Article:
In the lobby, just outside the entrance to the casino (you know, the kind with table games & slot machines) you could get a free token for one pull on the arm of a comically over sized slot machine just inside the casino.

    Before handing over the special token, however, the chipper desk clerk asked me “What’s one plus one?”

    Laughing at first, then realizing she was serious, I volunteered the correct answer and was then given a free token to try my hand at the slot machine.

    In the casino.

    Twenty feet away from where she wasn’t allowed to give me a gambling token without it being a “skill contest.”


  11. The most bizarre examples I have seen are in my local liquor store, where the answer to the ‘skill testing’ questions of liquor company competitions is always conveniently taped to the top of the box where you have to put the ballot. I guess the skill involved is recognizing that number to be the solution.

  12. I don’t think this Canadian law is as stupid, weird or bizarre as the American law that insists that any winnings from gambling, game shows or lotteries are *taxable income* (and often subject to additional hidden taxes or fees).

    In Canada your winnings are tax free. Not looking so stupid now, eh?

  13. Prize winnings in Canada are tax-free unless you become a professional gambler, in which case you have to pay tax just like everyone else. You can win one poker tournament, no problem. But once you win your second, you’ll have to pay tax on it.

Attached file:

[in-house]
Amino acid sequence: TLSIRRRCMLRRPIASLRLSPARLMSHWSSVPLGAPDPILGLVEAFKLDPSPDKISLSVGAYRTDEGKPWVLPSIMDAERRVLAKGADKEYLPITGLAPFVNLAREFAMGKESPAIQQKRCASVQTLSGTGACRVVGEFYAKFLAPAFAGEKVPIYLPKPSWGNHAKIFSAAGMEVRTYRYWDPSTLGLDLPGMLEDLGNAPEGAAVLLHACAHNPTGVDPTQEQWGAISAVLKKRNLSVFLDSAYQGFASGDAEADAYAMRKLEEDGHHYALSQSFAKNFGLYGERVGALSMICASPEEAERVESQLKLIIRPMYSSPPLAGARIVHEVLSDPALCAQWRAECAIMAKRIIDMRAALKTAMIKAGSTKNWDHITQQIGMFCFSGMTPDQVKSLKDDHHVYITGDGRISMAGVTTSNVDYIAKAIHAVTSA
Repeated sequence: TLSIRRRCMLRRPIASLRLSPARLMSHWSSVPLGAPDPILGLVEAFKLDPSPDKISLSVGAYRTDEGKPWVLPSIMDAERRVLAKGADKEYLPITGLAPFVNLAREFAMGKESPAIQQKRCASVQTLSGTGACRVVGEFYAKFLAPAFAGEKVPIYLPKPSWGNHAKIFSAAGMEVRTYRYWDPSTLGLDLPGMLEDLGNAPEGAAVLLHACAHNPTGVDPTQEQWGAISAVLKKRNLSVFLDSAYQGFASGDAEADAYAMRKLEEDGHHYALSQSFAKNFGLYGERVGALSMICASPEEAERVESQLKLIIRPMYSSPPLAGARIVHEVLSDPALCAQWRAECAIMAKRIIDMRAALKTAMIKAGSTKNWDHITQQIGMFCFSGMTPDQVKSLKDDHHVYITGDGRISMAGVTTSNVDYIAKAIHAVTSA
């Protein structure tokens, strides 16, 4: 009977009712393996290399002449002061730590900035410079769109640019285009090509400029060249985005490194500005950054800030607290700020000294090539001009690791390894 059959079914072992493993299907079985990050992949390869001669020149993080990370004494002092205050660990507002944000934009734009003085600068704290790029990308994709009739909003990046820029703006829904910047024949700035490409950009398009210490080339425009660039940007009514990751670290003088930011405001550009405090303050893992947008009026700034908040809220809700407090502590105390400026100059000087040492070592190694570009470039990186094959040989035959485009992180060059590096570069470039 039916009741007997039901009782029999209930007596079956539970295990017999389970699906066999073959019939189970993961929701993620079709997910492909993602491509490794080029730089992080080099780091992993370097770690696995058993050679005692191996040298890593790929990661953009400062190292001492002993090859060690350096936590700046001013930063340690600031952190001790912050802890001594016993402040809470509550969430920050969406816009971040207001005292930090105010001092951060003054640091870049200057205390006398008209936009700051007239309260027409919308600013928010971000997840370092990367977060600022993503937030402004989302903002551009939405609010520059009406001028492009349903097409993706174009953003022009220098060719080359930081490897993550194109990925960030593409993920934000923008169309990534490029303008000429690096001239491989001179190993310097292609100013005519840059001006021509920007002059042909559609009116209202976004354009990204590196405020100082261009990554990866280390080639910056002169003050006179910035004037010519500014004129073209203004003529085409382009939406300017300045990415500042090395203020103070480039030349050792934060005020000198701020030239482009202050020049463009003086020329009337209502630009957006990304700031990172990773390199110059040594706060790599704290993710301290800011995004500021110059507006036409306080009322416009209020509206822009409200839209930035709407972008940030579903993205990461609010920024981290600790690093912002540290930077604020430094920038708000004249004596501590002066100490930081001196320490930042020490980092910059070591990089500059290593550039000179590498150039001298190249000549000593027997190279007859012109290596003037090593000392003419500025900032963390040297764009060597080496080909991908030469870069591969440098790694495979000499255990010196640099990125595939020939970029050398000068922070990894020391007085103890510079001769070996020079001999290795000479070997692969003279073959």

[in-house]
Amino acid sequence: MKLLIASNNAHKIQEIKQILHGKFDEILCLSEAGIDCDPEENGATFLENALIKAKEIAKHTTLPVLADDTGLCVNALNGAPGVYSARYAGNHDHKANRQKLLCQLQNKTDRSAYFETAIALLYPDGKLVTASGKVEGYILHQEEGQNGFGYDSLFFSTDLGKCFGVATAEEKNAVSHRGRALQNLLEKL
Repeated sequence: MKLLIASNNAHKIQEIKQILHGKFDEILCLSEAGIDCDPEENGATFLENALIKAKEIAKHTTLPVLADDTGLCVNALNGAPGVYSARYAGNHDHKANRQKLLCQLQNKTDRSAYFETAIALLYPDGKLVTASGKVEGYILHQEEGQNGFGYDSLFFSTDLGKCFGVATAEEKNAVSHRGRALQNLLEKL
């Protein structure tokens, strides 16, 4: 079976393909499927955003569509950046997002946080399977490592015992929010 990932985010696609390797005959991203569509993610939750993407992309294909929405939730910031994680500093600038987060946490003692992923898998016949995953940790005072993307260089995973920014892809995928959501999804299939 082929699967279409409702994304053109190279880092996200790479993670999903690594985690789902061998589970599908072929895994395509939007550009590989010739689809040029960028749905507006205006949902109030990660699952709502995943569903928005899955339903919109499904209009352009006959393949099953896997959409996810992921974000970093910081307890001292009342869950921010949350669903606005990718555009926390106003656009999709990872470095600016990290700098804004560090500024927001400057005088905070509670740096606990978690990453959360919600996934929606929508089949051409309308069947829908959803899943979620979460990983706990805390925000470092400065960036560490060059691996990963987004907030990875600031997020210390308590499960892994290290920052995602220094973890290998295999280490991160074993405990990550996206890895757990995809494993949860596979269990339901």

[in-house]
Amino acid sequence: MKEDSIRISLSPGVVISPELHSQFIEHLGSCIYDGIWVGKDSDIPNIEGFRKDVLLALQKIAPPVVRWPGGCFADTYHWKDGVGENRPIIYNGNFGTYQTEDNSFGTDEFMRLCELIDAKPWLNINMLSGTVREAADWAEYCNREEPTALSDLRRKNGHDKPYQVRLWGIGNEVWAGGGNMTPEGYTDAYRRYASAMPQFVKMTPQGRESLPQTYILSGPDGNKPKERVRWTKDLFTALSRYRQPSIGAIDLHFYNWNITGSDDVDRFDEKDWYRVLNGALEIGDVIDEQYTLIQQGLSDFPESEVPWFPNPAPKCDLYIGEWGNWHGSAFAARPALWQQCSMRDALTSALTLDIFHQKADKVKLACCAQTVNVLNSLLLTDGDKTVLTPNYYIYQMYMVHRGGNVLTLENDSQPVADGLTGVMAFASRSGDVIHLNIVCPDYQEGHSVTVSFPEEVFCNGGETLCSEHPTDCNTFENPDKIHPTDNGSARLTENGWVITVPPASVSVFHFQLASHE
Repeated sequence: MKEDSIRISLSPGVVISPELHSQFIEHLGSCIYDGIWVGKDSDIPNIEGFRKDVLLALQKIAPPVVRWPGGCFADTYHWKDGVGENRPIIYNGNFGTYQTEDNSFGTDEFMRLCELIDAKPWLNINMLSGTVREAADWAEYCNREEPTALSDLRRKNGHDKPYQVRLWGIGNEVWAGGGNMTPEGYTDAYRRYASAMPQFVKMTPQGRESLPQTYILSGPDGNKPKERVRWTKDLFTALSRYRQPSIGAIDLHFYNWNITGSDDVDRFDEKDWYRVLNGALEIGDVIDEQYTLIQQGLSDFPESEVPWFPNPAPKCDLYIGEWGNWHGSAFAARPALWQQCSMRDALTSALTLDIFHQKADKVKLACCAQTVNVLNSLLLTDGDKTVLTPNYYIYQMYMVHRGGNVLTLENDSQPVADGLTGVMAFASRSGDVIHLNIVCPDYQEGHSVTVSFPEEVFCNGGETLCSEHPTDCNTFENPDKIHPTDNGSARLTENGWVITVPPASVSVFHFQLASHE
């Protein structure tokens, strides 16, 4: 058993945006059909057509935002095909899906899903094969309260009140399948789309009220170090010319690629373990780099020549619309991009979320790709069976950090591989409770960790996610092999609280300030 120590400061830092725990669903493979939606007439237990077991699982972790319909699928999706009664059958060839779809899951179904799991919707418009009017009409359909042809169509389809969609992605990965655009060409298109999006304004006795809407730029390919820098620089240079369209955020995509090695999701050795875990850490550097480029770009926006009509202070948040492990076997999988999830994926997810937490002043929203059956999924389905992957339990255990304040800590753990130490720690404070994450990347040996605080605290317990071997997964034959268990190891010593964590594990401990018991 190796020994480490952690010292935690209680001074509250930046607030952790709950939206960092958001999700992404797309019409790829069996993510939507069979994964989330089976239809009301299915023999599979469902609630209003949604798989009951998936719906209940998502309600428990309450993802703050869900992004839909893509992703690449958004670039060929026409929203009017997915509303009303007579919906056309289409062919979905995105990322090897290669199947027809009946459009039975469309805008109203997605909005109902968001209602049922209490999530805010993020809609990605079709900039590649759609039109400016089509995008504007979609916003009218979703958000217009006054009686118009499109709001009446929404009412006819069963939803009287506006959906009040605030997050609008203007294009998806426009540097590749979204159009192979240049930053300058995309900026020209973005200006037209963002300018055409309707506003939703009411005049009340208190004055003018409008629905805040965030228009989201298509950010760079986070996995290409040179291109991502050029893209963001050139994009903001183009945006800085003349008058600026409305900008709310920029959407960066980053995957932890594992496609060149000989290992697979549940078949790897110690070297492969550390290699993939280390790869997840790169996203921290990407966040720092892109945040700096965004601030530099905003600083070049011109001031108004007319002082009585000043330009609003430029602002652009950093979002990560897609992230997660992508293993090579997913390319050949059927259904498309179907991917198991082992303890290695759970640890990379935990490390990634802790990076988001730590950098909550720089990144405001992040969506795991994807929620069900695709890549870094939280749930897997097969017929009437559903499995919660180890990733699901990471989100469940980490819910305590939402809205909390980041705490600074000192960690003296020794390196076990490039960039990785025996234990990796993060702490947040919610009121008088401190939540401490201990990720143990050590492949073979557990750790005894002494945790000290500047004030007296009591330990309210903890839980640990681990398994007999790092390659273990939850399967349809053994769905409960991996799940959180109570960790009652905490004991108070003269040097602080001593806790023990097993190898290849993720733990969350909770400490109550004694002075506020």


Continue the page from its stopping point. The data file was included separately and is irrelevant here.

If Ken Jennings had been Canadian, his winning streak was long enough that the Canada Customs and Revenue Agency might well have audited him and determined him to be a professional game show contestant.

  14. I see these skill test questions in British motorcycle magazines I get. Usually the questions are related to the contest… an example would be a Yamaha ad that asks “Who does Valentino Rossi ride for?”, with a labeled picture of the guy above the question and Yamaha stickers plastered all over the bike.

  15. Canadian “potential winners” of the Disney Parks’ Year of A Million Dreams promotion also have to submit to this sweepstakes testing business.

  16. One time I won a free hamburger at a fast food joint. When I cashed in my ticket the girl at the counter said “You must answer a skill testing question before you can have your prize. The answer is 12”.

  17. When I was a kid, we won a car in a random drawing at the bank, and had to do the skill-testing question. We got all psyched for it and nominated my dad (who has a PhD in math) to answer it, but when we got the question, it was about as complicated as (2*3) – 1.

  18. As the author of You Can’t Win If You Don’t Enter (Canadian Edition – I am almost finished the American Edition) I can answer almost any question regarding sweepstakes and contests in both countries.

    The reason we have to answer a skill testing question in Canada is sweepstakes are illegal. Contests and lotteries are not. To get around the law, companies running a sweepstakes ask the potential winner a skill testing question, there by legal definition making it a contest, and upon giving the right answer, they can declare the person the winner of the ‘contest’.

    Also, those short questions are also not following the law. The reason a math question is used, vs say a history question, is that math has no language barrier and the question should have 4 parts. eg. 100 x 2 / 4 + 50 – 25 = 75

    And yes, we do not pay income tax on winnings of any kind.

  19. The silly part of this law is when you win a prize at a store, and get a question like 5+3*2. Order of operations says you do the multiplication first, so you get 5+6=11, but the 16-year-old behind the counter says “no, it’s 16” and you have to give him a math lesson as to why he’s wrong and you’re right.

    Either way, they generally give you the prize anyway.